Susan J. Demas: Hot in Cleveland: How Politicos Survived and Thrived at the Republican National Convention

National conventions are supposed to be a blast. The parties are nonstop and so are the libations. And if you’re brave enough to peek at Craigslist, you’ll find plenty of folks coming into town with some, well, fascinating interests.

The RNC, 1980

The RNC, 1980

For many political activists, letting loose for a few days in a new city is the ultimate reward for knocking all those doors, stuffing all those envelopes and making endless calls begging people for money.

But there was an unmistakable sense of foreboding heading into this week’s Republican National Convention in Cleveland, thanks to presidential nominee Donald Trump’s penchant for outlandish statements and alienating allies. Activists from across the political spectrum, including white supremacist groups, vowed to descend. The Michigan State Police even dispatched more than 150 troopers to help with security.

Popular Ohio Gov. John Kasich –– who probably would have won the presidential election in a walk –– announced early on he wouldn’t even be going. No living Republican president attended, either.

Trump had trouble filling speaking slots –– a virtually unheard-of problem, as most politicians would gladly knock over their grandmother in a walker to get a few minute on Fox News. At least his wife and kids said “yes,” as did actor Scott Baio, who was last relevant during the era of Aquanet and parachute pants.

Of course, GOP activists and donors enjoyed the circus. Party conventions are always about showmanship and indulging the extremes (just read the party platforms, yeesh). So in that sense, it was fitting to honor the man best known for flash-and-burn antics like “Trump: The Game” and several (now-bankrupt) Atlantic City casinos.

Now that, and his dizzyingly incomprehensible governing agenda, don’t inspire much confidence in his ability to run the most powerful nation on earth –– but that’s a different story.

So it’s not surprising that many risk-averse Michigan Republican politicians like Gov. Rick Snyder took a pass on the RNC. We’re a swing state and the state House hangs in the balance this year. For many, all the free booze in the world wasn’t worth being associated with controversy.

But for those who did make the trek to Cleveland, here’s what they needed to do to have a successful convention:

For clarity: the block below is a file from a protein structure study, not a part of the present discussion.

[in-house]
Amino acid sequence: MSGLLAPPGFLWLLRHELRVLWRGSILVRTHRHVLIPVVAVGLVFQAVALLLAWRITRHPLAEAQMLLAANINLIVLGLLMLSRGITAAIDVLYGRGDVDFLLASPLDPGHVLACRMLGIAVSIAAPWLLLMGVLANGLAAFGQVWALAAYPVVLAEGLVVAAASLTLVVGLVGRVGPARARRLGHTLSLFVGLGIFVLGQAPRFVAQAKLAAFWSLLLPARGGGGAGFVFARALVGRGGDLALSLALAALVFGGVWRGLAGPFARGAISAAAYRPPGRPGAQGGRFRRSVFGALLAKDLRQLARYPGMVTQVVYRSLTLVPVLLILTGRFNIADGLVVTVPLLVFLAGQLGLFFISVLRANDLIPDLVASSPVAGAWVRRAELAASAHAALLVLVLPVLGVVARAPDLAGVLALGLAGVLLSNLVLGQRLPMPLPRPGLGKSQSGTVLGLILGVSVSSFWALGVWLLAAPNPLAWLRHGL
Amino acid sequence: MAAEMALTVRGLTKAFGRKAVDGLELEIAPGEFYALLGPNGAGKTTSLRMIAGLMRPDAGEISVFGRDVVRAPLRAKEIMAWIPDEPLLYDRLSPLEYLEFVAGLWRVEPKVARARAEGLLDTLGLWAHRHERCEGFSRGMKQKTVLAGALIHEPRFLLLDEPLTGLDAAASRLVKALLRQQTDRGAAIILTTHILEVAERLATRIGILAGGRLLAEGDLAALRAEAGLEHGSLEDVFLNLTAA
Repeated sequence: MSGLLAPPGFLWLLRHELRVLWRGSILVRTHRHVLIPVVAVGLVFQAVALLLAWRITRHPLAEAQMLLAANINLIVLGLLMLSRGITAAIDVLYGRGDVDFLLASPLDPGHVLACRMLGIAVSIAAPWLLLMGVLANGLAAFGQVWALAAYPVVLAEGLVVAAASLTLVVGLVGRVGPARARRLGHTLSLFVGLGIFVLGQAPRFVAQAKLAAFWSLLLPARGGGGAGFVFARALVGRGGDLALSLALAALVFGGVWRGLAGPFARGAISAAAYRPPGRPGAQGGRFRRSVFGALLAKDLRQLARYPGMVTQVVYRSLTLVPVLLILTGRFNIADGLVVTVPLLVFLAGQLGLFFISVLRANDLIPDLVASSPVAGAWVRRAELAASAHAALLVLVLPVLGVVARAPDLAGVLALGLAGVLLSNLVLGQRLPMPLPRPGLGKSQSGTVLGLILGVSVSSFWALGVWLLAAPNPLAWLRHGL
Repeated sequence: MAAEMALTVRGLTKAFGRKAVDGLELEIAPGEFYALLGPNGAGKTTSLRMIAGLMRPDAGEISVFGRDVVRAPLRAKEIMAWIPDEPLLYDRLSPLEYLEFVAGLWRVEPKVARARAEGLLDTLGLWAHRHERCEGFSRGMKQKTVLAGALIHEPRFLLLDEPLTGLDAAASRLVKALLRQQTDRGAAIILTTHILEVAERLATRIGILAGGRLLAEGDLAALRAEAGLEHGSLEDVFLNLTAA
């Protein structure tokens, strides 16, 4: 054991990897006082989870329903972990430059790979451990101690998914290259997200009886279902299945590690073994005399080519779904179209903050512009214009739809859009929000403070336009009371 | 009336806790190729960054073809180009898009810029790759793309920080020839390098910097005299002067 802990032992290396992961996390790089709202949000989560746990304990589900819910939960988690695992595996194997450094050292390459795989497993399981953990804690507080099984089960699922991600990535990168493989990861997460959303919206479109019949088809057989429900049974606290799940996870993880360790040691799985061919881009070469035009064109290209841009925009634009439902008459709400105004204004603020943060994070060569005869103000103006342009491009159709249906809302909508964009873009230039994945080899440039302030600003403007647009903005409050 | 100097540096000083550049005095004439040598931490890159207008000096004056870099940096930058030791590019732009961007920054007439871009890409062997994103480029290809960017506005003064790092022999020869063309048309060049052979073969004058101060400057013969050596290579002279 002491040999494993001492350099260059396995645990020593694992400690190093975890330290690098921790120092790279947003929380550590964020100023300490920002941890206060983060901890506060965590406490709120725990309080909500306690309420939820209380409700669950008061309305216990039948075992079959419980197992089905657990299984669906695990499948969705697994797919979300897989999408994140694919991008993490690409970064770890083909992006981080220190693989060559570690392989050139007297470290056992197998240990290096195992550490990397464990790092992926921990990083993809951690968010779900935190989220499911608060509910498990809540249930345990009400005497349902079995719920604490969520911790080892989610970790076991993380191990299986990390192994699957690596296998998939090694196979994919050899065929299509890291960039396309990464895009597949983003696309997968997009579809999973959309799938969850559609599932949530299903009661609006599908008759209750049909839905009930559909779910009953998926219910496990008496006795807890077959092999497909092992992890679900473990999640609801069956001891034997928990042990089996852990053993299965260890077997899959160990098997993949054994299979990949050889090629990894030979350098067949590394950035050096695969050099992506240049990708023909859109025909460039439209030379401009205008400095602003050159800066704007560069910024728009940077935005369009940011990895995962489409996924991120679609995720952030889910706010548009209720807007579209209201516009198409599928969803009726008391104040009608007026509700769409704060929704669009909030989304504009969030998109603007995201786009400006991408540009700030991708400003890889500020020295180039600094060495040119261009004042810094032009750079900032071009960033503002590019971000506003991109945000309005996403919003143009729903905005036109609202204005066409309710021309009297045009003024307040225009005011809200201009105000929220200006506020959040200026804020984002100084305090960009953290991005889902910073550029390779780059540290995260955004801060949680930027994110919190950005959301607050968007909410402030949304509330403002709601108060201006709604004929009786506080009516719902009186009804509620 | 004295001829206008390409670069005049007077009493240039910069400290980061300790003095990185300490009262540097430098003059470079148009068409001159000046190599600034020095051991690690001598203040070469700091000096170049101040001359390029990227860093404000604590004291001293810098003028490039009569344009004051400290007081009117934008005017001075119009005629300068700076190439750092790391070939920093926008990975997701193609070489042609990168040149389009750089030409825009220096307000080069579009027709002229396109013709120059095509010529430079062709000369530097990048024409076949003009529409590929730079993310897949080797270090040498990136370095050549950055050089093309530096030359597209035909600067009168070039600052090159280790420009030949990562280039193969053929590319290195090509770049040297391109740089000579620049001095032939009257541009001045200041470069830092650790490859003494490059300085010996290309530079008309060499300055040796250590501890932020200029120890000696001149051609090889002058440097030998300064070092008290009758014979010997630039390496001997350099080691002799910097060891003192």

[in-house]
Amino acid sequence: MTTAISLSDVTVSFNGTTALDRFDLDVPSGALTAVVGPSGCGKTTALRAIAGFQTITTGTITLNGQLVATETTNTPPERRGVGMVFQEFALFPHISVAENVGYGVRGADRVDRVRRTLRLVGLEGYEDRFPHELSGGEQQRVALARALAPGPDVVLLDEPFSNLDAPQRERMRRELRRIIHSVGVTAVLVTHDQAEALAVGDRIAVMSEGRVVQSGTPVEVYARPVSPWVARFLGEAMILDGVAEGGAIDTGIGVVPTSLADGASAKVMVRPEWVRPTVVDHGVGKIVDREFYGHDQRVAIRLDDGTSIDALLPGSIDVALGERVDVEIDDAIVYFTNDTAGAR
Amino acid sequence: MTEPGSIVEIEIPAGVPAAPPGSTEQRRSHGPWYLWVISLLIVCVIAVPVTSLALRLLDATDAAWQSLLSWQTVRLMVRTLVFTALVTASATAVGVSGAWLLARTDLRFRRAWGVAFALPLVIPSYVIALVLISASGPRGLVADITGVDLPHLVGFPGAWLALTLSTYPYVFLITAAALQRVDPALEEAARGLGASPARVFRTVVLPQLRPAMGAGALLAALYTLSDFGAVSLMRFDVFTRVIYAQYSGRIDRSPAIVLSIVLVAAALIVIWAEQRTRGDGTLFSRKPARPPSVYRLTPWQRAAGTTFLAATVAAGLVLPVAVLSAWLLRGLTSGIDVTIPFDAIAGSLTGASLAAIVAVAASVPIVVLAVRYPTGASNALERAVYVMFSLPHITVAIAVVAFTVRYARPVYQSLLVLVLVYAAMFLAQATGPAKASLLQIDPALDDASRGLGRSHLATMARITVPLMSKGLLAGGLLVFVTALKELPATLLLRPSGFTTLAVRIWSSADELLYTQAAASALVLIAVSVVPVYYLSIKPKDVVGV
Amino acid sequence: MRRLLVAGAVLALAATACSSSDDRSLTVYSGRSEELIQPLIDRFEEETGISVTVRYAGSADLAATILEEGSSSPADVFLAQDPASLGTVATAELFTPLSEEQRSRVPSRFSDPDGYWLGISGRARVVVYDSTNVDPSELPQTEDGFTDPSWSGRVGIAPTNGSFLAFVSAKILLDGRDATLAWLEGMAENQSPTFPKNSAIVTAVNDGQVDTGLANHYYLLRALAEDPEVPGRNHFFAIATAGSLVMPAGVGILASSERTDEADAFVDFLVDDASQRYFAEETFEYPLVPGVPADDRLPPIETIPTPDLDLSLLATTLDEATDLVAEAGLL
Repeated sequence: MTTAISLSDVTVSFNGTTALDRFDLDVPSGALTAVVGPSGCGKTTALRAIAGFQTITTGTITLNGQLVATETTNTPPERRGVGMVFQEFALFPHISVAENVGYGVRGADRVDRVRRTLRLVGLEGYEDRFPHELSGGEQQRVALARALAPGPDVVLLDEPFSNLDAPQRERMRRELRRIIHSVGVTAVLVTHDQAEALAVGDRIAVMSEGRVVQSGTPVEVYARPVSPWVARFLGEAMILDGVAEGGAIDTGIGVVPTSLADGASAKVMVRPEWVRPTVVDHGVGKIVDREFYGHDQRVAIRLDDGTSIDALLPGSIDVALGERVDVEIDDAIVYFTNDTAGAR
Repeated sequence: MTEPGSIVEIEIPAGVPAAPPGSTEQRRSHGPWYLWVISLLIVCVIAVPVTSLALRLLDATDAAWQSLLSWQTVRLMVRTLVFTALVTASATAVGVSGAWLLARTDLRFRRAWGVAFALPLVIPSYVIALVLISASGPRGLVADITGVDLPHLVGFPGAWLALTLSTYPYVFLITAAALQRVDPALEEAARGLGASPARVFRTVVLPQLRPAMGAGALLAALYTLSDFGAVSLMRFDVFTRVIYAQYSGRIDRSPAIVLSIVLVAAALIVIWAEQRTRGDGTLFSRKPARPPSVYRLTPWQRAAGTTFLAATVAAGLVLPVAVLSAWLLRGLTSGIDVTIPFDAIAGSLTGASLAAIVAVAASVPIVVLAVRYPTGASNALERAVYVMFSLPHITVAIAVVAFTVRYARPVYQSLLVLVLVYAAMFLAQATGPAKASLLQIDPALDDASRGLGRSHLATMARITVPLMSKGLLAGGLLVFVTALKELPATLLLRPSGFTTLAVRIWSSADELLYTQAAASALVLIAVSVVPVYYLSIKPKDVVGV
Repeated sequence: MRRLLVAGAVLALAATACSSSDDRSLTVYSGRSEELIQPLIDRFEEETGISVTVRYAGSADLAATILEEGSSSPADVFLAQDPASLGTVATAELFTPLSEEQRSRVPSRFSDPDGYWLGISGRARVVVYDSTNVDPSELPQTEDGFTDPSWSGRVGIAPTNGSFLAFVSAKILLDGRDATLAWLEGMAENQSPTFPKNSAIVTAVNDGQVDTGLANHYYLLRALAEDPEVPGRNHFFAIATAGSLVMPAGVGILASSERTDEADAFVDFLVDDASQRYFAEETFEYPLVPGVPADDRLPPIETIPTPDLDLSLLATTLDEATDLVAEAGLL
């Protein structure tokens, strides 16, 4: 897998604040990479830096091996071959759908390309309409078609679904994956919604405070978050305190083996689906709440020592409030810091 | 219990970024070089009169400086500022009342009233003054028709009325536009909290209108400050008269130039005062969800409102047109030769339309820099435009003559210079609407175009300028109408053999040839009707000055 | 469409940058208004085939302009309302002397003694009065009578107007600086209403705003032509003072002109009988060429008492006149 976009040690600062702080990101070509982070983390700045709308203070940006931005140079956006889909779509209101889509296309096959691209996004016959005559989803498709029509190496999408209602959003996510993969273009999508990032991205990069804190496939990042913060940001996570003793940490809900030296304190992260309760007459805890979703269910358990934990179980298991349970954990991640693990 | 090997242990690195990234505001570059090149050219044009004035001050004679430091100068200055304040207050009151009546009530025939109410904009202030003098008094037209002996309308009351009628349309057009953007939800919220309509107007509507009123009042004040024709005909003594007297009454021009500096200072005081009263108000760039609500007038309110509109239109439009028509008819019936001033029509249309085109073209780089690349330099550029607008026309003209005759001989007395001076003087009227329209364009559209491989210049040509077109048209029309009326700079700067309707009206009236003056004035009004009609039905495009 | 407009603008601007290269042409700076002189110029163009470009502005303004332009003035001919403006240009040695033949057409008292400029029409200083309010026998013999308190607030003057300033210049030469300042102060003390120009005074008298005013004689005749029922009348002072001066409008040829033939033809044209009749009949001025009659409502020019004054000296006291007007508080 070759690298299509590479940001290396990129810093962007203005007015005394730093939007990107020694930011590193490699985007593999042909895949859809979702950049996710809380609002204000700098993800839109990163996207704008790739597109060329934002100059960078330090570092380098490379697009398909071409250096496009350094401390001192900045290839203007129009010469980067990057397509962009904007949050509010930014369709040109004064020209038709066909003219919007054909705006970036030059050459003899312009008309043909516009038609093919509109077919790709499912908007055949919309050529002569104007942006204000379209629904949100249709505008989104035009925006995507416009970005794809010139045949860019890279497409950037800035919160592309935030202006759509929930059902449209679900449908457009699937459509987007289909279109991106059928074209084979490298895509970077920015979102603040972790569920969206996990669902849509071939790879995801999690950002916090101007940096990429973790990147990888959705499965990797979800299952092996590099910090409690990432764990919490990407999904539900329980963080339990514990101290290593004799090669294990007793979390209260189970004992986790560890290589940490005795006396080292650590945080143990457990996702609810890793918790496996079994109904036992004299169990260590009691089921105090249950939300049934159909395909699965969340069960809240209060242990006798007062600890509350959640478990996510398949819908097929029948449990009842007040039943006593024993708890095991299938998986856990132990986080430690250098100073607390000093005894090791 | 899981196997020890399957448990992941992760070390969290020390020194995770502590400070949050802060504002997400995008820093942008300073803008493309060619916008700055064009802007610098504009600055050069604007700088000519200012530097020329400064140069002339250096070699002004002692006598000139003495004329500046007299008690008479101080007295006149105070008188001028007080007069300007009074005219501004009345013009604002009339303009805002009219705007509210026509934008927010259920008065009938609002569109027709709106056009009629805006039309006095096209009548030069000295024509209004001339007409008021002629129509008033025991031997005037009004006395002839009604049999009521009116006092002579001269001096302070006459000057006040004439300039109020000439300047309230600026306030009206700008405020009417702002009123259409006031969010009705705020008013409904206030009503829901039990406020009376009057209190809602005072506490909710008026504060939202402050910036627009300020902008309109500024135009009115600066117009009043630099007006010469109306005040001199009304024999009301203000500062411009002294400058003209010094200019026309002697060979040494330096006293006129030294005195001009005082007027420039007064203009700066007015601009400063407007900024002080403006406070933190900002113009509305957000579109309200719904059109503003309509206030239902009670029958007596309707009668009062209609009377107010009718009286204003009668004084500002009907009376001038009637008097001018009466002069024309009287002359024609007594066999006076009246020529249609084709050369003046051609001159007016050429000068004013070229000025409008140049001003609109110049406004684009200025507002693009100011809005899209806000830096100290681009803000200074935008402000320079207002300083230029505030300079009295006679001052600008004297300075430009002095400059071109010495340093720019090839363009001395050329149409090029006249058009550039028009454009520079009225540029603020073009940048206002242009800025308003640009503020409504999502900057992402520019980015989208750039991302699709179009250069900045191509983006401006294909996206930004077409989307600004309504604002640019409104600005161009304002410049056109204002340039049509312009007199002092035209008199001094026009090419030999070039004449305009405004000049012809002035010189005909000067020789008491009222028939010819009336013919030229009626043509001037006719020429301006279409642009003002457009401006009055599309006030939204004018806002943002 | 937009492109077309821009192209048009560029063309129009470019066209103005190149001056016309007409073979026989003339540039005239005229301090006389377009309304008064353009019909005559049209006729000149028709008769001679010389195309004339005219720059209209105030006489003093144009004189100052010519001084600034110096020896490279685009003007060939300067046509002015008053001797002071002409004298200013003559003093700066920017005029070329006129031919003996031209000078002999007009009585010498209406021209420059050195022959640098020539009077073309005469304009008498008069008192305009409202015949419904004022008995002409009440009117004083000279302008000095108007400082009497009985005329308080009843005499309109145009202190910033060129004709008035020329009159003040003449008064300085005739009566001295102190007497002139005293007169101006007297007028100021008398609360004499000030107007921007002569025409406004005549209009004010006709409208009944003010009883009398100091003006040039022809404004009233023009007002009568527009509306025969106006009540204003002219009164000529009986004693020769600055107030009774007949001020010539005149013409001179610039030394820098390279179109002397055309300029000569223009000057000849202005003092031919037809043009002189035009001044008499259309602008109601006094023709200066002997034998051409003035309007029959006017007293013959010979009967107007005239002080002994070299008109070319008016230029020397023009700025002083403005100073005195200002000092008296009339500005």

• Don’t talk about Trump, unless you’re from a blood-red district. Fortunately, we have plenty of those –– about three dozen in the state House alone. (If you represent a lot of evangelicals in West Michigan, you still may be safer steering clear of the thrice-married, formerly pro-choice nominee). Anyway, who wants to be defending Trump’s latest rant against a Latino judge or his retweet of a neo-Nazi? And avoiding Trump talk has a huge upside. It frees politicians can talk about their favorite subject: themselves.

  • Throw your own shindig. That’s what two potential 2018 gubernatorial candidates did. Lt. Gov. Brian Calley may be a teetotaler, but he knows many of his supporters aren’t. So the LG, who’s been known to rock out on the keyboard at several bars, held a party at the House of Blues. Attorney General Bill Schuette hosted his own soiree the same day at The Viaducts, complete with food trucks featuring comfort food like mac and cheese and bratwurst (Schuette: He’s just like us!). Of course, the AG also had the benefit of earning a Monday afternoon RNC speaking slot. While that’s not worth much in airtime, it gives him big bragging rights. Holding their own functions give politicians the chance to make the convention about them (not you-know-who), gladhand donors and make party activists feel special. It’s a smart play if you can afford it.

  • Solemnly declare the need for party unity. Say it loud; say it proud. Say it even if you don’t believe it (especially if you don’t). Playing the statesman role is always a winner with the media –– and the bar is absurdly low these days. And if you did your part to change the narrative from “Chaos in Cleveland” and “Trump-ageddon,” donors won’t soon forget it.

Susan J. Demas is Publisher and Editor of Inside Michigan Politics, a nationally acclaimed, biweekly political newsletter. Her political columns can be found at Follow her on Twitter here.